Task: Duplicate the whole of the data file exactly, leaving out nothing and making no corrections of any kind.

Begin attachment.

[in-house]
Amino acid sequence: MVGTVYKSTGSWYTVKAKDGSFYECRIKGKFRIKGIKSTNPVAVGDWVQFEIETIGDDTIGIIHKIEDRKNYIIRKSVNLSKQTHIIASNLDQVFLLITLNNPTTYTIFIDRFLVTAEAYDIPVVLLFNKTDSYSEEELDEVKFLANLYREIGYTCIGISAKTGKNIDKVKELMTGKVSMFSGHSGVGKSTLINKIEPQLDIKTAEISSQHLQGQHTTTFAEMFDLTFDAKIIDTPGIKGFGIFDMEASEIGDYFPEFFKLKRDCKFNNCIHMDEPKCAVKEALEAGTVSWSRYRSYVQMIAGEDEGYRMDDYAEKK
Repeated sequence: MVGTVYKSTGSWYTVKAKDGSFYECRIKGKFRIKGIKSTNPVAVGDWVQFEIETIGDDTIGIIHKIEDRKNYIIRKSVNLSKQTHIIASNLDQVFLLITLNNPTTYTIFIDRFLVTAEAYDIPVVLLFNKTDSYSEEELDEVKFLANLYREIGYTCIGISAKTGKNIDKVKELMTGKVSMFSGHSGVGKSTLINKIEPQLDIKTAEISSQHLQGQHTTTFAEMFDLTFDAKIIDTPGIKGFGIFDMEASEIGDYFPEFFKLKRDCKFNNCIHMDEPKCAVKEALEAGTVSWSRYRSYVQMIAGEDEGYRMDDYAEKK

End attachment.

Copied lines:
[in-house]
Amino acid sequence: MVGTVYKSTGSWYTVKAKDGSFYECRIKGKFRIKGIKSTNPVAVGDWVQFEIETIGDDTIGIIHKIEDRKNYIIRKSVNLSKQTHIIASNLDQVFLLITLNNPTTYTIFIDRFLVTAEAYDIPVVLLFNKTDSYSEEELDEVKFLANLYREIGYTCIGISAKTGKNIDKVKELMTGKVSMFSGHSGVGKSTLINKIEPQLDIKTAEISSQHLQGQHTTTFAEMFDLTFDAKIIDTPGIKGFGIFDMEASEIGDYFPEFFKLKRDCKFNNCIHMDEPKCAVKEALEAGTVSWSRYRSYVQMIAGEDEGYRMDDYAEKK
Repeated sequence: MVGTVYKSTGSWYTVKAKDGSFYECRIKGKFRIKGIKSTNPVAVGDWVQFEIETIGDDTIGIIHKIEDRKNYIIRKSVNLSKQTHIIASNLDQVFLLITLNNPTTYTIFIDRFLVTAEAYDIPVVLLFNKTDSYSEEELDEVKFLANLYREIGYTCIGISAKTGKNIDKVKELMTGKVSMFSGHSGVGKSTLINKIEPQLDIKTAEISSQHLQGQHTTTFAEMFDLTFDAKIIDTPGIKGFGIFDMEASEIGDYFPEFFKLKRDCKFNNCIHMDEPKCAVKEALEAGTVSWSRYRSYVQMIAGEDEGYRMDDYAEKK